To LLC or Not to LLC



Nancy A Hetrick

As you start to ramp up your divorce-niche financial practice, I’m often asked whether or not CDFA® holders should get a separate LLC for their divorce businesses. This is especially relevant for those that are RIA or RIA reps as you are most likely to have the choice. However, if you are with a broker dealer that has approved an outside business activity, this applies to you too.

The short answer is YES!  You should have a completely separate business entity for your divorce practice. The main reason is simply to limit your own risk. If a divorce case goes bad and you are sued by a client, you don’t want anything other than the assets of your divorce business at risk. Also, I have a very strong feeling that the SEC or FINRA don’t need to know anything about my divorce clients in an audit so keeping a Chinese wall between the two businesses is my preference. I have 2 CRMs, 2 email addresses, 2 websites, etc.

Forming an LLC is just not that hard. There are easy online resources like and Legal Zoom that can do it for you for about $150. For most of us, that’s all we need.

“Forming an LLC is just not that hard.”

When you start a business, the name you give your LLC may be something you’ve thought long and hard about. Before you get too attached to the name, you’ll need to make sure it is available in the state you are filing in. If another LLC has the same name, you won’t be able to use it.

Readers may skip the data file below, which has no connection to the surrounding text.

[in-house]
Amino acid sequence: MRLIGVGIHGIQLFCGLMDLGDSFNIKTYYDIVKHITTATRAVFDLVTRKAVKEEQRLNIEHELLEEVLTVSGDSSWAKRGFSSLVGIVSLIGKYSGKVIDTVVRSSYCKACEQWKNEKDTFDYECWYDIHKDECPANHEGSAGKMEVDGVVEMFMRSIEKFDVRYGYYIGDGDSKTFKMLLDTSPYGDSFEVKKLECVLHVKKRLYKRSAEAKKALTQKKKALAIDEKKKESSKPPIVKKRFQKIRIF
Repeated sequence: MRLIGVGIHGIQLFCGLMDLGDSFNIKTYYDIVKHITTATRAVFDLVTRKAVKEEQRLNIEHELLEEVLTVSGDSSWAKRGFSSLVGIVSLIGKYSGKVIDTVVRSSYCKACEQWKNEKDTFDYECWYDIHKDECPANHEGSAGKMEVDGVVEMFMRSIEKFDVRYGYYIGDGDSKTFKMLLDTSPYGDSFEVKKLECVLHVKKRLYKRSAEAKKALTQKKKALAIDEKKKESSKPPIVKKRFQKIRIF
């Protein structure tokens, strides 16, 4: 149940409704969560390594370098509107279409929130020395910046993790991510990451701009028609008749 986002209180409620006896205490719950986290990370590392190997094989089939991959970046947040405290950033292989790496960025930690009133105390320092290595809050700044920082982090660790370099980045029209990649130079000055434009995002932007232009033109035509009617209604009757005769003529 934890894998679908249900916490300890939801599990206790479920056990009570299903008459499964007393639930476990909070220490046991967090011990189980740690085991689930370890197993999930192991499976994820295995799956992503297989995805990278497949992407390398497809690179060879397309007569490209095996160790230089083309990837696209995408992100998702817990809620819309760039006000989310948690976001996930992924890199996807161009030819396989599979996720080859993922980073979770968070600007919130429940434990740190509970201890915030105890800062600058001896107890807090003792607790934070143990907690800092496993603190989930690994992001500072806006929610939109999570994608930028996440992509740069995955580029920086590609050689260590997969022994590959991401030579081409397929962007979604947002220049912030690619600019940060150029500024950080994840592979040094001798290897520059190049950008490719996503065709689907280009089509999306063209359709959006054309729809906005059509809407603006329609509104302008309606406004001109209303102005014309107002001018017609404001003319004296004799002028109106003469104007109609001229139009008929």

You also want to be sure the name fits your state’s requirements. Most states will require that LLC or Limited Liability Company be part of the name. Additionally, your state may prohibit some words from being used in the name, often words like “bank” or “insurance.”

“Be sure to protect yourself, your business, and your clients by setting up your business entity properly.”

You’ll also choose a registered agent and for most of us, that will be you!  If, however, you have a large firm and many employees, you can also hire out the duties of a registered agent that include filing an annual report if it’s required in your state. Again though, for most of us, that’s a very simple form to fill out and easily handled on your own.

Be sure to protect yourself, your business, and your clients by setting up your business entity properly. For more detailed information on business setup, processes, recordkeeping and marketing, consider enrolling in our online mentoring program, Business Blastoff.


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